Cheerios

By Billy Collins b. 1941 Billy Collins
One bright morning in a restaurant in Chicago
as I waited for my eggs and toast,
I opened the Tribune only to discover
that I was the same age as Cheerios.

Indeed, I was a few months older than Cheerios
for today, the newspaper announced,
was the seventieth birthday of Cheerios
whereas mine had occurred earlier in the year.

Already I could hear them whispering
behind my stooped and threadbare back,
Why that dude’s older than Cheerios
the way they used to say

Why that’s as old as the hills,
only the hills are much older than Cheerios
or any American breakfast cereal,
and more noble and enduring are the hills,

I surmised as a bar of sunlight illuminated my orange juice.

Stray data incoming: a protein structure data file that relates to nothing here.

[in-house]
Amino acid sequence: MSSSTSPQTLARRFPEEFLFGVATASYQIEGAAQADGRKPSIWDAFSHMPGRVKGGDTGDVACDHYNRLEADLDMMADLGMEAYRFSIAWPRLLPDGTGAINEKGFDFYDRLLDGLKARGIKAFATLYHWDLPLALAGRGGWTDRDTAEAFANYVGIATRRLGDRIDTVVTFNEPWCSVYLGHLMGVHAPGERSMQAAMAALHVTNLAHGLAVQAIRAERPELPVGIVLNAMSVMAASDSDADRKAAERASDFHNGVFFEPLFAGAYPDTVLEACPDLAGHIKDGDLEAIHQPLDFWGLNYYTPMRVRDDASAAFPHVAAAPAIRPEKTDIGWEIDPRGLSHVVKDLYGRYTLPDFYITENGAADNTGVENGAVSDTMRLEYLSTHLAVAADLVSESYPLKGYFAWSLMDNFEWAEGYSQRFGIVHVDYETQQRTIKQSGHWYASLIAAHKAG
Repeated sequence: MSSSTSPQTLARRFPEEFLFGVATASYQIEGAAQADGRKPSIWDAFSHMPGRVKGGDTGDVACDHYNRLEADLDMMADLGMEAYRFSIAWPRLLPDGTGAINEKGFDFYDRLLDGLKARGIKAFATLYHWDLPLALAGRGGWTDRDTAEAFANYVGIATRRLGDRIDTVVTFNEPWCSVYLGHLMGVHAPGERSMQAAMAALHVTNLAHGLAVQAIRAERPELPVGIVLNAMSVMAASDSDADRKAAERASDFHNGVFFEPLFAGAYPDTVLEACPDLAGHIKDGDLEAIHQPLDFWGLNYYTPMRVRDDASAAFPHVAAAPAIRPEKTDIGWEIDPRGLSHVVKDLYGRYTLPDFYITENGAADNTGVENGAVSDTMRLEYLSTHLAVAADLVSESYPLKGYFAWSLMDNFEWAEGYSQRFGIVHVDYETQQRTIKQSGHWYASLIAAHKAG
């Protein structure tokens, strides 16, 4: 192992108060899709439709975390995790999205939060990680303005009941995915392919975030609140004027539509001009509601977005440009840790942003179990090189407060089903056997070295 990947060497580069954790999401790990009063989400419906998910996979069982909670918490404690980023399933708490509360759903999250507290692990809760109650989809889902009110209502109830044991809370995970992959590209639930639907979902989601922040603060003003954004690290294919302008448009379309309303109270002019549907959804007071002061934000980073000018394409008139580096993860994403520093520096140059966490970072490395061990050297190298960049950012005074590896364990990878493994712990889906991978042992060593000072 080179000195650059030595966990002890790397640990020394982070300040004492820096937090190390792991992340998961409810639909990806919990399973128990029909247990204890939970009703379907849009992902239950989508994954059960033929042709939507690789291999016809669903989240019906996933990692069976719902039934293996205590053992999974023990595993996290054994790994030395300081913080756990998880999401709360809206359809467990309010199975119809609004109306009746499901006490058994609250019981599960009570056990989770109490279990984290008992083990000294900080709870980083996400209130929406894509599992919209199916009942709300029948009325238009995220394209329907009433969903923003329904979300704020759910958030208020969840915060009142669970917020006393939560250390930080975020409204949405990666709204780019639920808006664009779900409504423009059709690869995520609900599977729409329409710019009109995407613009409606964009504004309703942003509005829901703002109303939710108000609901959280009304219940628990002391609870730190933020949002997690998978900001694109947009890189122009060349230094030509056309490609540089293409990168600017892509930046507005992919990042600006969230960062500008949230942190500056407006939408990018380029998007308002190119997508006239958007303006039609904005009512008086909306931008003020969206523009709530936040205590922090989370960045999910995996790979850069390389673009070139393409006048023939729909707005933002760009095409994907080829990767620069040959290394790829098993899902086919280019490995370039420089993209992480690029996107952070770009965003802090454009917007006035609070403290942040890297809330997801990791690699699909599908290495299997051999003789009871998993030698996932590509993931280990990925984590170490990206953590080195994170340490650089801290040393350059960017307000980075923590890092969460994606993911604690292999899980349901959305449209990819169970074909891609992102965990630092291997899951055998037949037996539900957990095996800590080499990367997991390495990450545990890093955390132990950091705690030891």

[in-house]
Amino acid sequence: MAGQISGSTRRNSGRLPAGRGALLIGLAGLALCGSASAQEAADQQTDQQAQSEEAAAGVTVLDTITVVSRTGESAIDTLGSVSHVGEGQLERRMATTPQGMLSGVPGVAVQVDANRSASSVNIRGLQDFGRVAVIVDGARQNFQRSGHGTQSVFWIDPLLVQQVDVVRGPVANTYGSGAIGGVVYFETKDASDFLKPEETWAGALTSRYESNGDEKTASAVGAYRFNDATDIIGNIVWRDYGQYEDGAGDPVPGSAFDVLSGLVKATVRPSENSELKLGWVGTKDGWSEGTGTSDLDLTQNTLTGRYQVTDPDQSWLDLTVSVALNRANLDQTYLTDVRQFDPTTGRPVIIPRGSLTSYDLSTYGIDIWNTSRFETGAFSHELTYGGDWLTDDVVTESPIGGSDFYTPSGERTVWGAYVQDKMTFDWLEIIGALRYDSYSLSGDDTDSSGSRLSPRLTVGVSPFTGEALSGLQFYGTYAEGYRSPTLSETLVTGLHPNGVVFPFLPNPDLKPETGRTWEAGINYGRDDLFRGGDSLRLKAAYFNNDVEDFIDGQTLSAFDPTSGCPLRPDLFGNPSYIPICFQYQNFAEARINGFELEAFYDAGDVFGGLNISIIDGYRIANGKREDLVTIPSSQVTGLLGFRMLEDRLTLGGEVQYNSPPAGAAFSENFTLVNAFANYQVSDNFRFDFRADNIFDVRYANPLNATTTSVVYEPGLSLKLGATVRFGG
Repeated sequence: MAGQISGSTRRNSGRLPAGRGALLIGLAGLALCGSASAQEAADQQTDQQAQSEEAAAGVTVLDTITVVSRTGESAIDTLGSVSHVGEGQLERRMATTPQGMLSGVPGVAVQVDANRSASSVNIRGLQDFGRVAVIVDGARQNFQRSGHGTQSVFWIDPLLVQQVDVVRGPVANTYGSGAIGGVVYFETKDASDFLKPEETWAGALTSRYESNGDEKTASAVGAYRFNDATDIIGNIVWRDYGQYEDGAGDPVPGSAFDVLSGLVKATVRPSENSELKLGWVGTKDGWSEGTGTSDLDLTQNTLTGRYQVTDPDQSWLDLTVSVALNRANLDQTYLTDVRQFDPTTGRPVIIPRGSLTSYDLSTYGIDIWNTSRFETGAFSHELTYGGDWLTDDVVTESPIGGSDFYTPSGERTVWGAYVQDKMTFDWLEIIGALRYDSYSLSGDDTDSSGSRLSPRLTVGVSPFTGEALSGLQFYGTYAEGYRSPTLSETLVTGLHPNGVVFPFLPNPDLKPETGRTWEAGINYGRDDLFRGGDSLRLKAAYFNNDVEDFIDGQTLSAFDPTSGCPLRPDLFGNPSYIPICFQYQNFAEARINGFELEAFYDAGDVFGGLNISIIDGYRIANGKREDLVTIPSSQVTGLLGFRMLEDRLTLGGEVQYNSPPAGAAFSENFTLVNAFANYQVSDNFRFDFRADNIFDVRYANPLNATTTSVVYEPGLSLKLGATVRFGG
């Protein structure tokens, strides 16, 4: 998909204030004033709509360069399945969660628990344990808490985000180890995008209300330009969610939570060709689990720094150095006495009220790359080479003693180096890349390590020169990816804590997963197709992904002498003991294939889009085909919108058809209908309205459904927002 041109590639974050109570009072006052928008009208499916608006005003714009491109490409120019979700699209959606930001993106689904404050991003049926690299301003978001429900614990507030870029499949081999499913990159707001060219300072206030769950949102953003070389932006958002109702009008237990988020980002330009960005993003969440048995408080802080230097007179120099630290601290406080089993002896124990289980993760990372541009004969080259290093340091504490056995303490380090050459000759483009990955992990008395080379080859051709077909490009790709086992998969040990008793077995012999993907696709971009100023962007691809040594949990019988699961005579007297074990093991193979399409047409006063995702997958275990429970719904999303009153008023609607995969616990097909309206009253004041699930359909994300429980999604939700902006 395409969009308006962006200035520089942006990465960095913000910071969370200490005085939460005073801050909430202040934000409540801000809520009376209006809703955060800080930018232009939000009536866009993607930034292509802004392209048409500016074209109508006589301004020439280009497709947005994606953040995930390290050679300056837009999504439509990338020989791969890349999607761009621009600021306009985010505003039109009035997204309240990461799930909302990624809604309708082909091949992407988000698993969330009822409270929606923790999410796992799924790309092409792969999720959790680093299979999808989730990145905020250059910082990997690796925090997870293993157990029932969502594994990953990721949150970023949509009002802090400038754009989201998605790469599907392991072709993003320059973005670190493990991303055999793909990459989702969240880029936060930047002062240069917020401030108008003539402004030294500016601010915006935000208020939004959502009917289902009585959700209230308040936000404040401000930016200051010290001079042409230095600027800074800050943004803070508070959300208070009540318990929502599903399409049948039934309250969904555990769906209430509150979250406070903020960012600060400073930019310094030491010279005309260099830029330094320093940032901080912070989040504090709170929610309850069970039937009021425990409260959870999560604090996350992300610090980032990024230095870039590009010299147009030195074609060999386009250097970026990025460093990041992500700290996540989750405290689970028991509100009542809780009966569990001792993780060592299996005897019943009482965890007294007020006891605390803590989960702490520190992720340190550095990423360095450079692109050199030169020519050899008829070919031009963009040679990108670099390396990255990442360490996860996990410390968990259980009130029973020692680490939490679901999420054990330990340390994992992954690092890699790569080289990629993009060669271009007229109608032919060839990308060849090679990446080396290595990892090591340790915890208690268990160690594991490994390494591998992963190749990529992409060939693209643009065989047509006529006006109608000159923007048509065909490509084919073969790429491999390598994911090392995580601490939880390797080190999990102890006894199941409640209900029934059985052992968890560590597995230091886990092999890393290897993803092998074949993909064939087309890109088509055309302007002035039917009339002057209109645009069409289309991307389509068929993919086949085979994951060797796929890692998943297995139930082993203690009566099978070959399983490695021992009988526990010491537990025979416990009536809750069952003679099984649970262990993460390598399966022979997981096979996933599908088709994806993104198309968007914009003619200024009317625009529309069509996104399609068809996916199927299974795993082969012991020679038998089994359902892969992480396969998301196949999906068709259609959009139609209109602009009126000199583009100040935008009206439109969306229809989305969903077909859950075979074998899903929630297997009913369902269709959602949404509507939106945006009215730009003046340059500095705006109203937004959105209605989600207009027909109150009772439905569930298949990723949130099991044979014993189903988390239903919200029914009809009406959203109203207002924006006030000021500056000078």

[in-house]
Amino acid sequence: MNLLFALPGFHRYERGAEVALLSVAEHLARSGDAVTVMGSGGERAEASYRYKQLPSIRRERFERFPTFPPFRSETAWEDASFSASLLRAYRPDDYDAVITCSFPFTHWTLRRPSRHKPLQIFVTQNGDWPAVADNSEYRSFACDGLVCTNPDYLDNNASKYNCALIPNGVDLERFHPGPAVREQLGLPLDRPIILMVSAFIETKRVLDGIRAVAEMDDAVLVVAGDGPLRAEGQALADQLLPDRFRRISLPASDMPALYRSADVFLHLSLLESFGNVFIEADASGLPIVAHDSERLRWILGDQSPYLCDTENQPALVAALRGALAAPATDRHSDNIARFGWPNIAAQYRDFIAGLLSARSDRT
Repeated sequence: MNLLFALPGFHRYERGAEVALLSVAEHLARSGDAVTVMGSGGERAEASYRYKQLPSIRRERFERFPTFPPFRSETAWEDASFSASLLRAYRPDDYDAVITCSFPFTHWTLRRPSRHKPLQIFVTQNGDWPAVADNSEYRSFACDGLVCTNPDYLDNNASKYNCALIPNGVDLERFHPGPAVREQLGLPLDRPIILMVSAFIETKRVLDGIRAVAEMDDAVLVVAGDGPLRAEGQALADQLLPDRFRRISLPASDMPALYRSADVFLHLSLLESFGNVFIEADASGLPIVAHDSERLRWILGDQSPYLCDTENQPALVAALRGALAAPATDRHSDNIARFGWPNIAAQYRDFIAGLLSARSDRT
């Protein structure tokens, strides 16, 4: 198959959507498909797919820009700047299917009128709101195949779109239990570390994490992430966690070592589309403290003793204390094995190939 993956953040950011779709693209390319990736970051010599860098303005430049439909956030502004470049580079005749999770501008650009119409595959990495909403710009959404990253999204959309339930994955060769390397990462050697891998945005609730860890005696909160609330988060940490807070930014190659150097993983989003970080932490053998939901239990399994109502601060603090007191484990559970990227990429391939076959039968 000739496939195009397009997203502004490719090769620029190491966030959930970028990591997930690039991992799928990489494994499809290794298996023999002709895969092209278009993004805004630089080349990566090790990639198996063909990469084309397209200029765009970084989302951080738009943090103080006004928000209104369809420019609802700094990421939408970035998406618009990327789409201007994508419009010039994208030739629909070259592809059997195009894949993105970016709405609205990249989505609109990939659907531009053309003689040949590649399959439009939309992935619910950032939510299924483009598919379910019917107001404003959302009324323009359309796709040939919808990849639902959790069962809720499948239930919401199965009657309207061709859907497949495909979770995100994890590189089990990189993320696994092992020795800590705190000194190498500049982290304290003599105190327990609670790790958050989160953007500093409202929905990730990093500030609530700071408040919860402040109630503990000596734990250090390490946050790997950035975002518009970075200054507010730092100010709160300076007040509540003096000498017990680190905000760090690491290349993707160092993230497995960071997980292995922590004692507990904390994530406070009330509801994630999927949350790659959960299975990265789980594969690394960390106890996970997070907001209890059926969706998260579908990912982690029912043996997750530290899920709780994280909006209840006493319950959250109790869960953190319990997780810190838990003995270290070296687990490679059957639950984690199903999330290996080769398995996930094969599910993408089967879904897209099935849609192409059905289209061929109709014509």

Source: Poetry (September 2012).

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This poem originally appeared in the September 2012 issue of Poetry magazine

September 2012
 Billy  Collins

Biography

Dubbed “the most popular poet in America” by Bruce Weber in the New York Times, Billy Collins is famous for conversational, witty poems that welcome readers with humor but often slip into quirky, tender or profound observation on the everyday, reading and writing, and poetry itself. John Updike praised Collins for writing “lovely poems...Limpid, gently and consistently startling, more serious than they seem, they describe all . . .

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Poem Categorization

SUBJECT Living, Growing Old, Time & Brevity

POET’S REGION U.S., Mid-Atlantic

Poetic Terms Free Verse

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